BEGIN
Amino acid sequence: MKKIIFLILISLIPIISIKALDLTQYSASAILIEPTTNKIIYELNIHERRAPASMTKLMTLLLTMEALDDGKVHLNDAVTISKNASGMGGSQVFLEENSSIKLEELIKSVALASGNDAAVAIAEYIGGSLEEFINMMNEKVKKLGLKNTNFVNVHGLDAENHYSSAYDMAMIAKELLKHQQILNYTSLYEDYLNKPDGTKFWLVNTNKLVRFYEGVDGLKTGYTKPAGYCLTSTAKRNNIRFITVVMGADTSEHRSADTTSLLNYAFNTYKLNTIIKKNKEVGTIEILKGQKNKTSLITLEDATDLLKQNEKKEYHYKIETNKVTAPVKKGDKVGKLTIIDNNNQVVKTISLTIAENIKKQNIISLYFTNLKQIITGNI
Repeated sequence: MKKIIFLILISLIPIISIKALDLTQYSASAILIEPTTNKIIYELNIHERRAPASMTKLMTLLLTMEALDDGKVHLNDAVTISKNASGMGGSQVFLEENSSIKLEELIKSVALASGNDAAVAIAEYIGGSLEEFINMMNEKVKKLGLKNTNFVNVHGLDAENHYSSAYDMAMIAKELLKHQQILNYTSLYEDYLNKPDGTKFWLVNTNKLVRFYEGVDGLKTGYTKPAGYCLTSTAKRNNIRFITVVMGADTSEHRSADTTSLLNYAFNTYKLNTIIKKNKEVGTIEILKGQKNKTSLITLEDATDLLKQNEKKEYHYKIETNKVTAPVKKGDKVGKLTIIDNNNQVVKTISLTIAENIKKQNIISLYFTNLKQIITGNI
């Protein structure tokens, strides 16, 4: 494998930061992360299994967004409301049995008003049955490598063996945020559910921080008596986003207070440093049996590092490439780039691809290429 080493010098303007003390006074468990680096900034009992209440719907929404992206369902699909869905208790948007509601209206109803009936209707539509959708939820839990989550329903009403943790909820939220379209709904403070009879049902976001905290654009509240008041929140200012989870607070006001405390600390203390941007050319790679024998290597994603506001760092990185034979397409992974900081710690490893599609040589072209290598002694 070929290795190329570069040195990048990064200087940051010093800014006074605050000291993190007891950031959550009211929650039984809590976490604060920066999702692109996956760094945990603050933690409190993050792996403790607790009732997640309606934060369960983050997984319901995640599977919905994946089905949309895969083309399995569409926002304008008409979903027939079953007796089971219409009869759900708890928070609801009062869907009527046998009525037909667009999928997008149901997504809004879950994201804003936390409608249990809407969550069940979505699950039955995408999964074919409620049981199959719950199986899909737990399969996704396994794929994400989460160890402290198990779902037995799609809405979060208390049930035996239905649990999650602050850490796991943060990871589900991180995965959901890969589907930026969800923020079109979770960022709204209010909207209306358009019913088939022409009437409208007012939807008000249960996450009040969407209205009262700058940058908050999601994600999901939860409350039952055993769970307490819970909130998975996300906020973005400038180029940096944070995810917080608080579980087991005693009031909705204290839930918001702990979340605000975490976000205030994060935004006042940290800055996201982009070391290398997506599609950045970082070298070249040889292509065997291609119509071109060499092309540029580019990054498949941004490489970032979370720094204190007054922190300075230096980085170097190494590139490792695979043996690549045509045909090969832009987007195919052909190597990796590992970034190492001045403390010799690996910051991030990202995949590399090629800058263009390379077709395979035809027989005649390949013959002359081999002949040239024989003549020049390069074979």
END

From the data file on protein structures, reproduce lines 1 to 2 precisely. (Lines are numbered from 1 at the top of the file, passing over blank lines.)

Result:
Amino acid sequence: MKKIIFLILISLIPIISIKALDLTQYSASAILIEPTTNKIIYELNIHERRAPASMTKLMTLLLTMEALDDGKVHLNDAVTISKNASGMGGSQVFLEENSSIKLEELIKSVALASGNDAAVAIAEYIGGSLEEFINMMNEKVKKLGLKNTNFVNVHGLDAENHYSSAYDMAMIAKELLKHQQILNYTSLYEDYLNKPDGTKFWLVNTNKLVRFYEGVDGLKTGYTKPAGYCLTSTAKRNNIRFITVVMGADTSEHRSADTTSLLNYAFNTYKLNTIIKKNKEVGTIEILKGQKNKTSLITLEDATDLLKQNEKKEYHYKIETNKVTAPVKKGDKVGKLTIIDNNNQVVKTISLTIAENIKKQNIISLYFTNLKQIITGNI
Repeated sequence: MKKIIFLILISLIPIISIKALDLTQYSASAILIEPTTNKIIYELNIHERRAPASMTKLMTLLLTMEALDDGKVHLNDAVTISKNASGMGGSQVFLEENSSIKLEELIKSVALASGNDAAVAIAEYIGGSLEEFINMMNEKVKKLGLKNTNFVNVHGLDAENHYSSAYDMAMIAKELLKHQQILNYTSLYEDYLNKPDGTKFWLVNTNKLVRFYEGVDGLKTGYTKPAGYCLTSTAKRNNIRFITVVMGADTSEHRSADTTSLLNYAFNTYKLNTIIKKNKEVGTIEILKGQKNKTSLITLEDATDLLKQNEKKEYHYKIETNKVTAPVKKGDKVGKLTIIDNNNQVVKTISLTIAENIKKQNIISLYFTNLKQIITGNI